Reichenbach’s Common Cause Principle and Quantum Correlations
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Reichenbach’s Common Cause Principle is the claim that if two events are correlated, then either there is a causal connection between the correlated events that is responsible for the correlation or there is a third event, a so called (Reichenbachian) common cause, which brings about the correlation. The paper reviews some results concerning Reichenbach’s notion of common cause, results that are directly relevant to the problem of how one can falsify Reichenbach’s Common Cause Principle. Special emphasis will be put on the question of whether EPR-type correlations can have an explanation in terms of Reichenbachian common causes. Most of the results to be recalled indicate that falsifying Reichenbach’s Common Cause Principle is much more tricky than one may have thought and that, contrary to some claims in the literature, there is no conclusive proof yet that the EPR correlations predicted by ordinary, non-relativistic quantum mechanics cannot have a common cause; furthermore, recent results about possible Reichenbachian common causes of correlations predicted by quantum field states between spacelike separated local observable algebras in algebraic quantum field theory strongly indicate that there may very well exist Reichenbachian common causes of superluminal correlations predicted by quantum field theory.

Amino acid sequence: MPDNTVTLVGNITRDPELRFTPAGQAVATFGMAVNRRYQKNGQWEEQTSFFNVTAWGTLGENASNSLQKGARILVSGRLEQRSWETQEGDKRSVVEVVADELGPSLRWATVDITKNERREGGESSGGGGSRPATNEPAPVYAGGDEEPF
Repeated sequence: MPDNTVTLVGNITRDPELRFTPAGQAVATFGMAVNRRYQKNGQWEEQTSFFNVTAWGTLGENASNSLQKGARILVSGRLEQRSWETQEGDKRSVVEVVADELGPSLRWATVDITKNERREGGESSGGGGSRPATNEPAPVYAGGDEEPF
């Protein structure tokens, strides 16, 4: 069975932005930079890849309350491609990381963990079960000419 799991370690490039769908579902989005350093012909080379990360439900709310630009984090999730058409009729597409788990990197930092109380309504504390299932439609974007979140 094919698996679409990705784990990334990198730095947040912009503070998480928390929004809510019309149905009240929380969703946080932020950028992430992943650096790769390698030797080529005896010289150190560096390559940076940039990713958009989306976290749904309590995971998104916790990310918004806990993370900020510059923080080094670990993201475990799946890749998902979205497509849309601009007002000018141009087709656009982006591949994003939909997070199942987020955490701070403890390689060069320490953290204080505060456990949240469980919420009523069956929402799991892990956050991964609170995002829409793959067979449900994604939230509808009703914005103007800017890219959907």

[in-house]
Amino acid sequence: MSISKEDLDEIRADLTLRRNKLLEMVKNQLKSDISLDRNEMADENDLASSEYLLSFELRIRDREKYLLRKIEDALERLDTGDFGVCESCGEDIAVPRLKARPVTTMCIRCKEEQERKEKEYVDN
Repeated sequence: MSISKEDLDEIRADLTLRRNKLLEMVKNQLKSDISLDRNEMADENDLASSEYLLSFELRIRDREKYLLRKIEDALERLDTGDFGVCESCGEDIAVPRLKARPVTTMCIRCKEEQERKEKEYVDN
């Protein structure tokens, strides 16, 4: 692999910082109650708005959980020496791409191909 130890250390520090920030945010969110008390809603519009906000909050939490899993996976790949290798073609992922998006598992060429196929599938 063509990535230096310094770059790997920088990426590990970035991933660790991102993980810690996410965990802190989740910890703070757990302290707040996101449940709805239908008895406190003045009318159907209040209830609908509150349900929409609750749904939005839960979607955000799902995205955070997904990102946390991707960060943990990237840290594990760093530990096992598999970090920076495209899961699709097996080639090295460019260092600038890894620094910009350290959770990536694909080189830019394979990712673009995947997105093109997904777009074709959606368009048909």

KeywordsQuantum Correlation Double Cone Spacetime Region Local Algebra Hilbert Lattice
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